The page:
Om Prakash Singh, PhD
Hi, I am a scientist who retired recently from the National Institute of Malaria Research., New Delhi
Recent Publications (2022-23)
Singh OP*, Kaur T, Sharma G, Kona MP, Mishra S, Mallick PK.
There are increasing reports of the invasion of the Asian malaria vector Anopheles stephensi in several parts of the world. We report the development of molecular methods (Real-Time PCR, size-diagnostic PCR and DNA sequencing methods) for detecting a single An. stephensi in large pools of mosquitoes of mixed species which will help in the early detection of invasion of this species in a new geographical area.
Yadav K, Rana VS, Kaushik A, Saurav GK, Rawat N, Kumar A, Sunil S, Singh OP, Rajagopal R
In this study, we focused on the interaction between dengue virus (DENV) virions and candidate proteins of Ae. aegypti. To identify such candidate proteins, phage-display library screening was performed against domain III of the envelope protein (EDIII) serotype DENV-2. A peptide sequence for this screening showing similarity to mucin protein was found to interact with EDIII of DENV-2. Mucin protein was cloned, expressed and subsequently purified for in vitro protein-protein interaction studies. Mucin protein was localized in the midgut of the Ae. aegypti by using confocal microscopy and further, blocking of mucin protein in Ae. aegypti with anti-mucin antibodies resulted in 12.5% reduction in the DENV replication.
Sindhania A, Lohani HP, Kona MP, Kaur T, Kaushal BR, Singh OP*
PLoS ONE. 2023; 18(2): e0280289 doi: 10.1371/journal.pone.0280289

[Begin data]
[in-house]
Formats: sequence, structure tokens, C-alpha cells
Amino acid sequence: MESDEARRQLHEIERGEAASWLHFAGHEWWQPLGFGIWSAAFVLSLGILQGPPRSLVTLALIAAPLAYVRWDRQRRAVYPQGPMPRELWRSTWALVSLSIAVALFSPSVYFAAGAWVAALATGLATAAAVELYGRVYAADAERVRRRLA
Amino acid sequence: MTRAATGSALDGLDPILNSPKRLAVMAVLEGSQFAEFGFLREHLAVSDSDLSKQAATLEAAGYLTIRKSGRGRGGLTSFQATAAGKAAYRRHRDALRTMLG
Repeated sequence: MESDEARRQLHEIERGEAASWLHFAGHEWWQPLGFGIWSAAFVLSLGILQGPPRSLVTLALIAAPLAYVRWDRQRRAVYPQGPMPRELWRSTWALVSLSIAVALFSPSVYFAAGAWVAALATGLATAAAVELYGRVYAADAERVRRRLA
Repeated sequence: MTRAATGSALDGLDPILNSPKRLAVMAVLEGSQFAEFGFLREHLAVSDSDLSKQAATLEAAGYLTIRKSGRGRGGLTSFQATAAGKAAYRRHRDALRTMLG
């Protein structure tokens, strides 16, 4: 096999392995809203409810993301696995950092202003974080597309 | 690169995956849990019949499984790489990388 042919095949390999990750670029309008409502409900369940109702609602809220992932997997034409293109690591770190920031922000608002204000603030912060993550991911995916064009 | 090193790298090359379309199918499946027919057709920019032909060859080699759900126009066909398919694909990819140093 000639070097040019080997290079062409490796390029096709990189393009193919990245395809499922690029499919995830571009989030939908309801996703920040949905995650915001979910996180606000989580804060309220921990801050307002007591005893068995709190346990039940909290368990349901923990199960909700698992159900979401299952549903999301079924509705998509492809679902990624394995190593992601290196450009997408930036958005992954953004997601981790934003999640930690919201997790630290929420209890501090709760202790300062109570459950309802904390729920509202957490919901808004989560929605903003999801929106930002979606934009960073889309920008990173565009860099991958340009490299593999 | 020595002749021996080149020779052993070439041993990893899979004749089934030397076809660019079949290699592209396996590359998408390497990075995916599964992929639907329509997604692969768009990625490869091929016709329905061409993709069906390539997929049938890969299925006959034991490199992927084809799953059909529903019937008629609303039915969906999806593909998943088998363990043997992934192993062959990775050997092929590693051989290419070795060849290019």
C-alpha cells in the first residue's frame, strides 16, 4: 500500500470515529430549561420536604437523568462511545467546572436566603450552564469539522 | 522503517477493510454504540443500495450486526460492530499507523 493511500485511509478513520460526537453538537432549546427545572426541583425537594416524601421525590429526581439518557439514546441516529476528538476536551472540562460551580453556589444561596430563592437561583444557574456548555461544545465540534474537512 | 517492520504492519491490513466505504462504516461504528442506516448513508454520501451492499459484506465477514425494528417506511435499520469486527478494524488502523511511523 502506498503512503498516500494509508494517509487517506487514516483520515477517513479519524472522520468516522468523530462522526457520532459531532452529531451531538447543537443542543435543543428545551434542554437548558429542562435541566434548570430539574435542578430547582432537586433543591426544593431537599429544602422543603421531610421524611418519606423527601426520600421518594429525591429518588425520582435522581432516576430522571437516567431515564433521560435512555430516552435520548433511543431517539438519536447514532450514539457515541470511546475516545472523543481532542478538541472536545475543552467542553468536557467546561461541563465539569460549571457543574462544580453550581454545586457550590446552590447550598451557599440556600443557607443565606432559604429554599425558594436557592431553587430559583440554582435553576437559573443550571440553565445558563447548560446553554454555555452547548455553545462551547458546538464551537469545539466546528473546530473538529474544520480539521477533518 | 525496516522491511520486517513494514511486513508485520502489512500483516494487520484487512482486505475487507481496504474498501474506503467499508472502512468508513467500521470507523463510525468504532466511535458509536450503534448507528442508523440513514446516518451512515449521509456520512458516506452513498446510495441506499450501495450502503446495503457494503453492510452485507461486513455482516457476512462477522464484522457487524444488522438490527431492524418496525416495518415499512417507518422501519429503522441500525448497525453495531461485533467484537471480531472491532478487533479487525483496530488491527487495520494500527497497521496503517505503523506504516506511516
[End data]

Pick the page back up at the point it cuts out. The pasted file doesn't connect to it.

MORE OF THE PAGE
This study reports significant differences in insecticide susceptibility between two molecular forms of An. subpictus complex (A and B) in sympatric populations. The L1014F-kdr mutation was observed in Form A only, which was associated with DDT, permethrin and deltamethrin resistance.
Dykes CL, Sharma G, Behera AK, Kapoor N, Paine MJI, Donnelly MJ, Singh OP*.
Scientific Reports.. 2022; 12: 17872. doi: 10.1038/s41598-022-21522-8
We identified tandemly-arrayed duplication of a 3.62 kb segment of GST epsilon gene clusters comprised of five genes: a partial GSTe1, GSTe2, GSTe2-pseudogene, GSTe4 and partial GSTe5, interconnected by a conserved 2.42 kb DNA insert segment major part of which is homologous to a genomic region located on a different chromosome. The tandemly duplicated array contained a total of two GSTe2 and three GSTe4 functional paralog genes. The increased gene dose in mosquitoes as a result of the GSTe gene duplication may be an adaptive process to increase levels of detoxifying enzymes to counter insecticide pressure.
Singh OP*, Mishra S, Sindhania A, Kaur T, Srihari U, Das MK, Kapoor N, Sharma G, Gupta B.
PLoS ONE.2022; 17 (7): e0270760. doi: 10.1371/journal.pone.0270760
Recently, the first intron of the odorant-binding protein-1 (AsteObp1) has been introduced as a molecular marker for the identification of biological forms of An. stephensi, and based on this marker, the presence of three putative sibling species (designated as species A, B and C) was proposed. In this study, we showed high heterozygosity for this marker and a low inbreeding coefficient in field and laboratory populations indicating that this marker is not suitable for the delimitation of putative sibling species, at least in Indian populations
Kumari V, Prasad KM, Kalia I, Sindhu G, Dixit R, Rawat DS, Singh OP, Singh AP, Pandey KC*
Our findings indicate that the deletion of MCA-2 hampers the Plasmodium development during erythrocytic and exo-erythrocytic stages, and its inhibition by C-532 and C-533 critically affects malaria transmission biology.